This month, I’ve been sharing some in-depth Bible studies with you to help you prepare your heart for Easter and the rest of the year. Now that it’s Easter weekend, I’d like to share one of my favorite passages regarding Jesus—from Isaiah 53.
Yes, the book of Isaiah is in the Old Testament, but God gave the prophet Isaiah an amazing glimpse into the person of Jesus. According to the prophecy, Jesus (referred to as the “arm of the LORD”) would:
- Lack handsomeness and splendor so that we would not be attracted to Him for His appearance
- Be a man of sorrows
- Be acquainted with grief
- Be despised and forsaken of men.
Have you ever felt plain or invisible? Have you suffered sorrows and grief that set you on a different path? Have you been hurt by others? I know I have!
That’s why I love Isaiah 53 so much—because it tells me that Jesus understands what I’ve been through. We can relate to Him on a personal level.
As Isaiah prophesied, Jesus would:
- Carry our sorrows and griefs
- Be pierced and crushed for our sins
- Be scourged so that we could be healed
- Be oppressed and afflicted but not defend Himself
- Be assigned with the wicked but be taken care of by a rich man in death
- Be innocent of violence and deceit
- Be poured out to death
- Be a guilt offering for the guilty (us)
- Justify us through His sacrifice.*
Jesus’ death wasn’t an accident—it was the reason He was born! It was His plan all along.
What really gets me is how Jesus accomplished His plan. As a writer, I can imagine dozens of ways Jesus could have done things differently. He could have limited His time on earth by miraculously growing up in a matter of days. He could have chosen a different era to be born, one with modern conveniences like flushing toilettes, hot showers, and automobiles. He could have ruled the world, acting as an earthly king with thousands of servants. He could have sequestered Himself to avoid the unwashed public. And He could have kept our sins in a box, careful not to get too close.
But that’s not how Jesus operated! He lived in a difficult time, full of turmoil and lacking all modern conveniences. He walked everywhere, slept on fishing boats, fasted in the desert, and had no real home to lay His head. (See Mark 4:8, Matthew 4, and Matthew 8:20.) He lived among a people who wanted something from Him but did not understand Him, yet He was moved by their illnesses, their hunger, and their plight. (See Matthew 14 and 20.)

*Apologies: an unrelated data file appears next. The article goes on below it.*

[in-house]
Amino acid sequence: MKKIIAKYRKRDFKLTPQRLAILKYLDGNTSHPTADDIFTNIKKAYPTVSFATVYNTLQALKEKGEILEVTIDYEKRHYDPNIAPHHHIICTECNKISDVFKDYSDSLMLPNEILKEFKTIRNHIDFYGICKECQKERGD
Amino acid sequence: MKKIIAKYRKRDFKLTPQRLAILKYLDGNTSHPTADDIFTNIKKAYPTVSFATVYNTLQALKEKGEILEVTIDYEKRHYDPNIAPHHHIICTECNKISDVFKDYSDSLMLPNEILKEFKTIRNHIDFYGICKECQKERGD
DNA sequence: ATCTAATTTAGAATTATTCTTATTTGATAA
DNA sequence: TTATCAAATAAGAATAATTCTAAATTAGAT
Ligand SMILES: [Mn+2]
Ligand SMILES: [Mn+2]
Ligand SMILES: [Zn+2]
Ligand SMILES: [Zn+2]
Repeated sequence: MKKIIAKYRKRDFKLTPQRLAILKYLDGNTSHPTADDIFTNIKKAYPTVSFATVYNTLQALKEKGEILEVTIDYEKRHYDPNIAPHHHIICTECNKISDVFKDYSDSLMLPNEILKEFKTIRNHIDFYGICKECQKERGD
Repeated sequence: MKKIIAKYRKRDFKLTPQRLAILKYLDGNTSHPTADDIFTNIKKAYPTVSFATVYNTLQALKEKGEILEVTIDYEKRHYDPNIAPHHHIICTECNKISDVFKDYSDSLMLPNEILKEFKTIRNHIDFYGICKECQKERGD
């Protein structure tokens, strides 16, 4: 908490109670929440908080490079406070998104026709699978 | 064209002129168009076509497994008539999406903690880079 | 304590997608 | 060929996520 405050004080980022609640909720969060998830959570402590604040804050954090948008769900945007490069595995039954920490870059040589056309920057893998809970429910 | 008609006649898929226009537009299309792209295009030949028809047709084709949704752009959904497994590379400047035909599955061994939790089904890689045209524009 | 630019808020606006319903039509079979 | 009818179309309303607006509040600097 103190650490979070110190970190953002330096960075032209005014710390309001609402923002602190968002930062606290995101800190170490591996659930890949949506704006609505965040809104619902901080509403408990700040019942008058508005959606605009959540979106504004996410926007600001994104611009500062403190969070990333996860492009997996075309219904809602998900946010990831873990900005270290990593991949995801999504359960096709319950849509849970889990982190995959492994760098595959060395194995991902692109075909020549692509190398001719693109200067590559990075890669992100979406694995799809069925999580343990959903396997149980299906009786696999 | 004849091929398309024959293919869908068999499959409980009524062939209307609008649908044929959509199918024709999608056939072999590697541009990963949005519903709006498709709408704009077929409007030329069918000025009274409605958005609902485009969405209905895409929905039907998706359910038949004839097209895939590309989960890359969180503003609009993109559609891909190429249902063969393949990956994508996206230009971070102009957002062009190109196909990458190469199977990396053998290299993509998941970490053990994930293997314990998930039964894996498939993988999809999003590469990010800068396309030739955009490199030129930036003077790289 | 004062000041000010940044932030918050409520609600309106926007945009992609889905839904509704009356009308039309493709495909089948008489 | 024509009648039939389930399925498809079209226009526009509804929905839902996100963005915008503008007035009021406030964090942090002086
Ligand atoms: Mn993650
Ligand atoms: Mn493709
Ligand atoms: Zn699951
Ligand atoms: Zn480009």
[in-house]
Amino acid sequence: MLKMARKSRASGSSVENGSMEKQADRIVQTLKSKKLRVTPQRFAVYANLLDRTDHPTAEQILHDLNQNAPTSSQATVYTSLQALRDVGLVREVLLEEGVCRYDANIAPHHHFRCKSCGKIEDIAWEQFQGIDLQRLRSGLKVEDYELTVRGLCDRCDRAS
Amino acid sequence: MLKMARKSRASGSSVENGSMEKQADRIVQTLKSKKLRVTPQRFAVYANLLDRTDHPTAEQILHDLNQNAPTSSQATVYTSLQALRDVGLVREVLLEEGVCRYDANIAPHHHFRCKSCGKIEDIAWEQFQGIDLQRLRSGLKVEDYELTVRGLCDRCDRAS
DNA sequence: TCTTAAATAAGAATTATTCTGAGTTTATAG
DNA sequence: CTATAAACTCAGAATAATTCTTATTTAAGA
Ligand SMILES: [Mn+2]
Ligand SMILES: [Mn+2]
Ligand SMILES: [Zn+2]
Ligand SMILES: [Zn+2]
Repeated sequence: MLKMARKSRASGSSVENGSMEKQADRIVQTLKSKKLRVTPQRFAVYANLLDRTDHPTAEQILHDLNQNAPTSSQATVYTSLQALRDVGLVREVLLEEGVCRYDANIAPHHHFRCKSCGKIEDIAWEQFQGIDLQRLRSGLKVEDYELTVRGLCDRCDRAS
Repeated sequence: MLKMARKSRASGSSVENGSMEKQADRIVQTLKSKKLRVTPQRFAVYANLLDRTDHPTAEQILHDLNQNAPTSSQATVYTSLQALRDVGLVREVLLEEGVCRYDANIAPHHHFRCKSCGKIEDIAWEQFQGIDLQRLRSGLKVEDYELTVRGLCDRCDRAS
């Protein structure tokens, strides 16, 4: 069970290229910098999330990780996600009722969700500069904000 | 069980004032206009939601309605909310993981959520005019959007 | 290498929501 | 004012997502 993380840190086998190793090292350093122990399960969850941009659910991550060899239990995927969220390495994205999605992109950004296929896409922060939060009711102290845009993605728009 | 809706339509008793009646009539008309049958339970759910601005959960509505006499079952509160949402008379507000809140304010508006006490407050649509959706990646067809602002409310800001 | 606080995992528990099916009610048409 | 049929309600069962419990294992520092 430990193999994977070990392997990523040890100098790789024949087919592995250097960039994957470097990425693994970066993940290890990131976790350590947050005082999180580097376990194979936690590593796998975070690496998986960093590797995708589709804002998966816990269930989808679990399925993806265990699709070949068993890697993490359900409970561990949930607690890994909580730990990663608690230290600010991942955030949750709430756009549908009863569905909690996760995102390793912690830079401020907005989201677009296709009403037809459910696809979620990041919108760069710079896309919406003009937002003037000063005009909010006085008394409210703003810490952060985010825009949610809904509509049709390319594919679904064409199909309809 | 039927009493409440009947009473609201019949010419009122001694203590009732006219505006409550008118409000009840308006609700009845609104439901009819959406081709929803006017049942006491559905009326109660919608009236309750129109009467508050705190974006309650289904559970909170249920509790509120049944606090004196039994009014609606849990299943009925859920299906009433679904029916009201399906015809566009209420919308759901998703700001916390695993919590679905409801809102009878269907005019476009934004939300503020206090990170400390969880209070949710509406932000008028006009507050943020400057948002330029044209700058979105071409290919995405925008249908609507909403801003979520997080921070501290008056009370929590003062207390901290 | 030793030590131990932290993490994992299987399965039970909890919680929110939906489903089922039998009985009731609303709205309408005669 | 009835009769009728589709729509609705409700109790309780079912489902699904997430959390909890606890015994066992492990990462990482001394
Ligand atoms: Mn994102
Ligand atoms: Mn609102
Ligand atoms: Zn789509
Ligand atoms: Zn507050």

Jesus wasn’t afraid to get dirty. He didn’t put on gloves before touching the untouchables. He didn’t avoid the smell of humanity by breathing heaven’s air from a special air bubble. Nor did He sanitize our sins before taking them upon Himself.
He let our burdens burden Him.
He let our pain hurt Him.
He let our sins wound Him.
He let our death claim Him.
When He was buried, our sins and sorrows were buried with Him. When He rose from the grave, He made a way for us to be reconciled with the Father.
If you’re struggling to relate with God, or you’re wondering what this whole Easter-thing is all about, I encourage you to reacquaint yourself with Jesus through the eyes of Isaiah.
See Him not only as the Righteous One but as the man of sorrows, the one oppressed and afflicted, the one who understands your pain and your sins better than anyone else ever could. This is the man—this is the God—who didn’t mind getting dirty for your salvation.
“Rejoice in the Lord always; again I will say, rejoice! Let your gentle spirit be known to all men. The Lord is near” (Philippians 4:4-5 NAS).
*Read Matthew, Mark, Luke, or John for an account of Jesus’ time on earth, including His birth, life, death, and resurrection.